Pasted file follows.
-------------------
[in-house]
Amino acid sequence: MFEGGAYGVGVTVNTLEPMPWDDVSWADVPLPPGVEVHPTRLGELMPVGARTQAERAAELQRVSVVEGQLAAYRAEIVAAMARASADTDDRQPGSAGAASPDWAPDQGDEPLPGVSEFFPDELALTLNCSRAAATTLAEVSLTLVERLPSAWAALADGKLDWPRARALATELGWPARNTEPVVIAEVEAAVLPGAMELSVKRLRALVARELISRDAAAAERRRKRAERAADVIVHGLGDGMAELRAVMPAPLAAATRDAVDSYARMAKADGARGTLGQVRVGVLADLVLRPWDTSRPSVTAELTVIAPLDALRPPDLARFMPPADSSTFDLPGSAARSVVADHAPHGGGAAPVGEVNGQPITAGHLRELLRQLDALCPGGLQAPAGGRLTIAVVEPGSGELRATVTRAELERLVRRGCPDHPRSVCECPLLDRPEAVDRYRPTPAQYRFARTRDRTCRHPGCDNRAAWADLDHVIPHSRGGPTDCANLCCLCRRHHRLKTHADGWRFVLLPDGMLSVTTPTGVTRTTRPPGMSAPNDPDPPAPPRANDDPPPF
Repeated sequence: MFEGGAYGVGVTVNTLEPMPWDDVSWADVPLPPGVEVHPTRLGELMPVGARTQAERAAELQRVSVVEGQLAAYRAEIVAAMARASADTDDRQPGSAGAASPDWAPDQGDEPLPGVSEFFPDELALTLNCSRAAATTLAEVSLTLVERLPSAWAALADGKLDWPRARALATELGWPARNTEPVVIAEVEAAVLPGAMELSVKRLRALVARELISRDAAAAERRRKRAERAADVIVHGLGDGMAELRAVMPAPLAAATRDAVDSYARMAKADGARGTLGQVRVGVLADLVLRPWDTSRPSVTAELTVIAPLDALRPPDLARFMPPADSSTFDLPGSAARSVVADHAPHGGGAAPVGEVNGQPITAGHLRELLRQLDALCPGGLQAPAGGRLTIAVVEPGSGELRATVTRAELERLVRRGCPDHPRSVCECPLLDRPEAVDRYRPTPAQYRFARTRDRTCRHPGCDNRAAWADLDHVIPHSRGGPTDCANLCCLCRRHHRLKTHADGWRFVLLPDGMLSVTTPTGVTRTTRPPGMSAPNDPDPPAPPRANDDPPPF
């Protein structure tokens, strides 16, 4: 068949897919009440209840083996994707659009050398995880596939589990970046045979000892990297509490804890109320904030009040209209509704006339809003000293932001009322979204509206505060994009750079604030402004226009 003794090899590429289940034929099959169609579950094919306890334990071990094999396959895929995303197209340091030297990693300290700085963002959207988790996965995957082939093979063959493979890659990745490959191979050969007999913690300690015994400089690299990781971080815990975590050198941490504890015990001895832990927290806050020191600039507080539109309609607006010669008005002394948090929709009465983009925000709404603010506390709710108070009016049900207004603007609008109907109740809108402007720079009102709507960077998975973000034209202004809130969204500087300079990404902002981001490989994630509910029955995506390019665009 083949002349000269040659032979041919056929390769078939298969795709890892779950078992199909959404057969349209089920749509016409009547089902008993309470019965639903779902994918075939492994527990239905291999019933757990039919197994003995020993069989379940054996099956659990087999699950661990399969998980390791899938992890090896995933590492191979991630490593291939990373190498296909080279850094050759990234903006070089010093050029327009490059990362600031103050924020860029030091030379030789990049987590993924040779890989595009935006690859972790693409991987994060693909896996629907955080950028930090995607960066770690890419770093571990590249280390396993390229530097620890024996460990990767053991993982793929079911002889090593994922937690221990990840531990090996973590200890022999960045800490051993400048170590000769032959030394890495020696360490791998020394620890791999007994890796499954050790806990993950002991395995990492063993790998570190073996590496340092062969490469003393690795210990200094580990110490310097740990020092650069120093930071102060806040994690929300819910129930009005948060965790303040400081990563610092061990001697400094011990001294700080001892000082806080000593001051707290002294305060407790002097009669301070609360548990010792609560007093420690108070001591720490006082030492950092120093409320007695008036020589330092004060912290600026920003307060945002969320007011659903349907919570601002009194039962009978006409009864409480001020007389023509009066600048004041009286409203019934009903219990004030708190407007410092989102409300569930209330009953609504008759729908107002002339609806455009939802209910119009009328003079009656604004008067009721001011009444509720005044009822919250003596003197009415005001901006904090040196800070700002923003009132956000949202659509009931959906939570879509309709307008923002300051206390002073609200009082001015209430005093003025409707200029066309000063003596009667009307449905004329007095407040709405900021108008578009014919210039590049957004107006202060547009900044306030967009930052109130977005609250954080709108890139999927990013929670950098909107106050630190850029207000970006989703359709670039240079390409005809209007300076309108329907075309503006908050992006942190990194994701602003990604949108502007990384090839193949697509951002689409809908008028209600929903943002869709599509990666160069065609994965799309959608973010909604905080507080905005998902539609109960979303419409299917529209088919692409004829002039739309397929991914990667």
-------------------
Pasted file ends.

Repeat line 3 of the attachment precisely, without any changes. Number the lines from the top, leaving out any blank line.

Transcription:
Repeated sequence: MFEGGAYGVGVTVNTLEPMPWDDVSWADVPLPPGVEVHPTRLGELMPVGARTQAERAAELQRVSVVEGQLAAYRAEIVAAMARASADTDDRQPGSAGAASPDWAPDQGDEPLPGVSEFFPDELALTLNCSRAAATTLAEVSLTLVERLPSAWAALADGKLDWPRARALATELGWPARNTEPVVIAEVEAAVLPGAMELSVKRLRALVARELISRDAAAAERRRKRAERAADVIVHGLGDGMAELRAVMPAPLAAATRDAVDSYARMAKADGARGTLGQVRVGVLADLVLRPWDTSRPSVTAELTVIAPLDALRPPDLARFMPPADSSTFDLPGSAARSVVADHAPHGGGAAPVGEVNGQPITAGHLRELLRQLDALCPGGLQAPAGGRLTIAVVEPGSGELRATVTRAELERLVRRGCPDHPRSVCECPLLDRPEAVDRYRPTPAQYRFARTRDRTCRHPGCDNRAAWADLDHVIPHSRGGPTDCANLCCLCRRHHRLKTHADGWRFVLLPDGMLSVTTPTGVTRTTRPPGMSAPNDPDPPAPPRANDDPPPF